Russian Government Response to HIV/AIDS Fight ‘Virtually Nonexistent,’ Christian Science Monitor Reports
The Christian Science Monitor on Monday examined HIV/AIDS in Russia, where one million people are estimated to be HIV-positive and the government has been reluctant to respond to the disease, which is near "the threshold of an epidemic." Russia has one of the "world's fastest-growing rates of infection"; the World Bank estimates that the number of HIV cases could reach between 5.4 million and 14.5 million by 2020, according to the Monitor. However, official response to HIV/AIDS has been "virtually nonexistent," as politicians are "reluctant to associate themselves with the disease," which remains "stigmatized by its association with drug users and prostitutes," the Monitor reports. Russia has officially registered about 282,000 HIV cases since June -- nearly 25% of the estimated total -- and only three federal-level staff members manage a $4 million HIV/AIDS budget. Currently, about 1,800 Russians receive AIDS treatment at a cost of $7,000 to $12,000 per patient annually, but officials estimate that 7,000 more people will be treated next year using a $240 million, five-year grant from the Global Fund to Fight AIDS, Tuberculosis and Malaria, as well as loans and grants from the World Bank, the United States and other Western donors. However, the World Health Organization estimates that 71,000 Russians will need treatment by 2005.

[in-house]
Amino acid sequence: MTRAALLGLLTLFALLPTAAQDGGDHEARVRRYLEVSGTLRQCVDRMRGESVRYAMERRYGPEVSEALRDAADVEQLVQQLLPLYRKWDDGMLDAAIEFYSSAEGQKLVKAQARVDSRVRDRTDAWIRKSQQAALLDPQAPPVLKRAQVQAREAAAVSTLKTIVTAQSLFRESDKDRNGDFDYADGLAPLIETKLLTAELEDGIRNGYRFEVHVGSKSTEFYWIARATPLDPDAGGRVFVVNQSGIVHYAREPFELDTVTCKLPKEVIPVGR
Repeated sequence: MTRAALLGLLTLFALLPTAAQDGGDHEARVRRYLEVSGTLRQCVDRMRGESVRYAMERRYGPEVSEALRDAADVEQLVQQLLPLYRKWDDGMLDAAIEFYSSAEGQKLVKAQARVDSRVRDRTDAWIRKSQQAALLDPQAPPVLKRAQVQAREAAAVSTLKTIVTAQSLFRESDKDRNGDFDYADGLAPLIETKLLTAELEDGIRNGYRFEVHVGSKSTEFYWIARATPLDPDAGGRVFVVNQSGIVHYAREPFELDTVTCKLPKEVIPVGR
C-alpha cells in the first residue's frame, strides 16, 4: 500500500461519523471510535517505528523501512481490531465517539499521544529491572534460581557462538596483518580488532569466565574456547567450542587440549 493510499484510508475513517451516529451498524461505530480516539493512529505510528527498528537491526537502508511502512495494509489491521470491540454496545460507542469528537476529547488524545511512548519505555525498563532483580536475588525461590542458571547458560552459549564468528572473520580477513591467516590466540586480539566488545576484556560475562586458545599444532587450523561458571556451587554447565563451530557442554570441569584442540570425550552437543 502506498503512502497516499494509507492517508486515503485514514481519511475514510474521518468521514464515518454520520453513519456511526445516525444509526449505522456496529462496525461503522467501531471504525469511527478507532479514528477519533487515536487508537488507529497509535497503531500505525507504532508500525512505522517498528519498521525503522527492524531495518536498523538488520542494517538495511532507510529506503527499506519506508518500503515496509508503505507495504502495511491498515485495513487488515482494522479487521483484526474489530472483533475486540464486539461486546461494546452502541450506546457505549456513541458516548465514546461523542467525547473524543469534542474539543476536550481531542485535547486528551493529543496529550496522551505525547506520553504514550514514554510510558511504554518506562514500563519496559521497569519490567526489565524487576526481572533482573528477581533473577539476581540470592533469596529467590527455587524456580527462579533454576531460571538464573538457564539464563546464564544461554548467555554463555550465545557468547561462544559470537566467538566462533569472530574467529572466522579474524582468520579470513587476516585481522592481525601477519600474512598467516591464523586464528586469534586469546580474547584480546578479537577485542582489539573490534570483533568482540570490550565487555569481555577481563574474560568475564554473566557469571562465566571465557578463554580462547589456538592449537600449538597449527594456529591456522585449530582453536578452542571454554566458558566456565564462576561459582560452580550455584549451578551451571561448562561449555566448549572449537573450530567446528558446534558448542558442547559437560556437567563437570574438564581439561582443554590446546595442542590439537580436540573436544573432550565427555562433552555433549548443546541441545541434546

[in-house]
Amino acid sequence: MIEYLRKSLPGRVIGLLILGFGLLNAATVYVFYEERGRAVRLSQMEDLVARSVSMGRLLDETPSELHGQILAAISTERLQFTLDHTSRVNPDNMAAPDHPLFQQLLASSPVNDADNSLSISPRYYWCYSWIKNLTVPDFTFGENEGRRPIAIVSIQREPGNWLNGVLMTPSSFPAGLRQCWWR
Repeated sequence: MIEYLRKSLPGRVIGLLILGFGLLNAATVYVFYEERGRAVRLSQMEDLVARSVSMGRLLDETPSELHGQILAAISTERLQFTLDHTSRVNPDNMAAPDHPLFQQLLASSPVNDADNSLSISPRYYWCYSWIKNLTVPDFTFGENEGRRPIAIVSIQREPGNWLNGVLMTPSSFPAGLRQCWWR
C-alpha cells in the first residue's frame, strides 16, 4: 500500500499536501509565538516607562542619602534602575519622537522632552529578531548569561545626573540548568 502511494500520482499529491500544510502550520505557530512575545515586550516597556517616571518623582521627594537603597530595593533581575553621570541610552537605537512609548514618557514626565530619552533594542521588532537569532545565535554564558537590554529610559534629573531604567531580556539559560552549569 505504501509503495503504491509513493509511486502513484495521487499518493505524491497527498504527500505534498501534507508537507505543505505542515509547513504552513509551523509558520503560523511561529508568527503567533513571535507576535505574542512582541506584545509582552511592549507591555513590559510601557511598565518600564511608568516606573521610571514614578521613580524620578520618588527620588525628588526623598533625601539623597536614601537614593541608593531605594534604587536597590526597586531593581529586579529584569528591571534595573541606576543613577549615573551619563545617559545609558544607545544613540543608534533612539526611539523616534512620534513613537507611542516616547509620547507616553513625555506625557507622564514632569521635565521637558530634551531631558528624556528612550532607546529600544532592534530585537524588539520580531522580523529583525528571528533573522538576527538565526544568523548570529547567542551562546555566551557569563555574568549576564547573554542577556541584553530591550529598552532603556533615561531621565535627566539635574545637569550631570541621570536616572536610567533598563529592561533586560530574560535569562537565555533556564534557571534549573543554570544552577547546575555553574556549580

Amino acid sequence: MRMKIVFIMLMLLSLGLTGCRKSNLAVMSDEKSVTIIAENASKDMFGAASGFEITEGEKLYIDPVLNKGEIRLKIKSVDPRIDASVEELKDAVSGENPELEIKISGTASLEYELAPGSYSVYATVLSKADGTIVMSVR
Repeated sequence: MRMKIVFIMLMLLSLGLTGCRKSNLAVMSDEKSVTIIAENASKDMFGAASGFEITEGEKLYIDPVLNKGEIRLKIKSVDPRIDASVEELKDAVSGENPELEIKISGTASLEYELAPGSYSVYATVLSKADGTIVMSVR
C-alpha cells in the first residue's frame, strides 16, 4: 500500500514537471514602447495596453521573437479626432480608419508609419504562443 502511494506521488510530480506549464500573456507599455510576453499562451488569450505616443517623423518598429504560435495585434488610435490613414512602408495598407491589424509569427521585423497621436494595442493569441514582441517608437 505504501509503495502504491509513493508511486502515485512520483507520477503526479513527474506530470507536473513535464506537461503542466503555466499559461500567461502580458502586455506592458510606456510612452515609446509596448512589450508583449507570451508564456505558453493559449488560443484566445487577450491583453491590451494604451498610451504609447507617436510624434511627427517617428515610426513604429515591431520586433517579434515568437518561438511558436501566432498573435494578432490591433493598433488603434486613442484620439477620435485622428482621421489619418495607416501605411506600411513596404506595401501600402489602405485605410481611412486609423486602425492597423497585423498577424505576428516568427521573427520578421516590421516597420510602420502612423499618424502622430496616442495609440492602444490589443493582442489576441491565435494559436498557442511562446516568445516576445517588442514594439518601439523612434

Some politicians say that the influx of donor funding means there is no need to increase the federal budget for HIV/AIDS. Vadim Pokrovsky, head of the Federal AIDS Center in Moscow, said, "No one will recognize an invisible problem." Vinay Saldanha, head of the Canada AIDS Russia Project, said, "Ultimately, Russia must ask itself: How many Russians have to die before the Russian government begins to take this seriously?" adding, "Russia is the only member of the G8 that does not provide comprehensive prevention, care and support for people with HIV and AIDS" (Peterson, Christian Science Monitor, 8/16).
Additional information on HIV/AIDS in Russia is available online through kaisernetwork.org's Issue Spotlight on AIDS.